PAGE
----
Smart clothing

    How about a t-shirt that measures your heart rate, respiration and skin temperature? What if that same t-shirt could also be customized to measure moisture in the skin and serve as a EKG monitor? These are the kinds of “smart fabrics” that are available now for consumers. There are even vest with built-in solar panels that will recharge any electronic devices the wearer is carrying. That’s smart.

    Smart fitness devices

    Health and fitness enthusiasts will also be able to enjoy more sophisticated wearable technology with gadgets that wirelessly transmit info to mobile apps or websites that keep up with daily activity, calories or even sleep patterns. Where older devices may have only tracked steps taken or how many calories were burned during a given period, new devices also take it to the next level by adding skin temperature and heart rate monitoring.

    Infovision and our expert team of mobile application developers work to stay ahead of emerging trends. Contact us and we can help your company determine what will keep your technology at the cutting edge of consumer wants and needs.

    Photo Source

    Information Resources

    Will 2013 Be the Year of the Smart Watch?

    Google Glass

    10 Wearable Health Tech Devices to Watch

    Wearable Medical Technology Set to Take Off

    Wearable Gadgets and the Future of Fitness

  • IT spending is big business.  How big?  Forrester Research projects that by the end of this year, spending on IT services will hit $3.8 trillion, with projected growth of 8.3% in 2013.  Gartner Research says that 350 U.S. firms will each invest more than $1 billion in IT during 2013.

    What’s driving this spending trend?  Much of the money is going towards the big four: cloud, mobile, social, and data analytics. Even as spending on hardware and software grows, companies remain cautious about hiring full-time, permanent employees.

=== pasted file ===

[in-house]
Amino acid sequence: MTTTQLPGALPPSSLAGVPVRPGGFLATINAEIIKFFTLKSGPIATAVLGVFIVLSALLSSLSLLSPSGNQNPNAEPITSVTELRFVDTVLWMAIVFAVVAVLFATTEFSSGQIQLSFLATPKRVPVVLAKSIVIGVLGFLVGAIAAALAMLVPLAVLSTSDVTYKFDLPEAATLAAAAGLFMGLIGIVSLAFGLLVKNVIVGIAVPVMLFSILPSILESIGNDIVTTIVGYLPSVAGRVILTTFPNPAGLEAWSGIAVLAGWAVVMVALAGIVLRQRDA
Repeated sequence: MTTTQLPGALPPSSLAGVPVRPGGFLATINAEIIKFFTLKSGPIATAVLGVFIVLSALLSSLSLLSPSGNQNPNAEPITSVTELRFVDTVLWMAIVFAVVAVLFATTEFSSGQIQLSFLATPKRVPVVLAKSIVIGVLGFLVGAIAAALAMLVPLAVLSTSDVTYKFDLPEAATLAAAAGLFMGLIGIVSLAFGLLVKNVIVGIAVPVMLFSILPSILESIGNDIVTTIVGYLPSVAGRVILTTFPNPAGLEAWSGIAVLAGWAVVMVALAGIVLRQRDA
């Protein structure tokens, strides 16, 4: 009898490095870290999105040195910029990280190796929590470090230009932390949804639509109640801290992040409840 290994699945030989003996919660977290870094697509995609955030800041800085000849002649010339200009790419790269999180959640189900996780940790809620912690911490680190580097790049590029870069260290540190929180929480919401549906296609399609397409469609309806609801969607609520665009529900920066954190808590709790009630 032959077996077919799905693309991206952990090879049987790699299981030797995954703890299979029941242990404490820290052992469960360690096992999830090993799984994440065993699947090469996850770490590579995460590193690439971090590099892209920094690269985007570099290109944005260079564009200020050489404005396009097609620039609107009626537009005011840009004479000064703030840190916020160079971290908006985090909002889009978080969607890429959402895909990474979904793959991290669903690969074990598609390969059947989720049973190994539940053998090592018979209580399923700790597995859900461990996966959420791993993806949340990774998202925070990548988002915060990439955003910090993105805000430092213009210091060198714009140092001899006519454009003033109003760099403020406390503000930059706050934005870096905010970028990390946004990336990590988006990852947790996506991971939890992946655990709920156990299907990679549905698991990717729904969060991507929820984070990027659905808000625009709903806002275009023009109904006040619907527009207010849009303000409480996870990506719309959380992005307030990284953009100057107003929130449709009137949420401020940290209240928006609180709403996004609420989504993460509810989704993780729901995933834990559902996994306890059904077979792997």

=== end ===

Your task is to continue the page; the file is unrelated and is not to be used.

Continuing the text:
IT staff are being asked to design and develop new applications, support and upgrade existing infrastructure, and keep up with new technologies.  No wonder we’re constantly being asked to find highly skilled IT professionals with expertise in project management, analytics, and development – especially developers who can step in on short notice to help IT departments meet enterprise mobile, social networking and data center/warehousing requirements. Read more

  • At InfoVision, staying ahead of the curve when it comes to the evolution of enterprise IT is just business as usual.  That’s because we have to be prepared for the challenges our clients face even before they know they’re facing them – or we wouldn’t be able to deliver the depth of technology, industry expertise, and business knowledge that’s made us a global leader in our field.

    We don’t have a crystal ball, just the a fantastic team of professionals who are constantly reading the latest research from the analyst firms, talking to our customers, and tracking the myriad factors that affect how companies manage data and deliver mission critical services across the enterprise.  But every now and again, it’s time to predict the future, so here’s our list of the five trends that will cause the most disruption, require the most investment, and offer management the greatest reward during 2013. Read more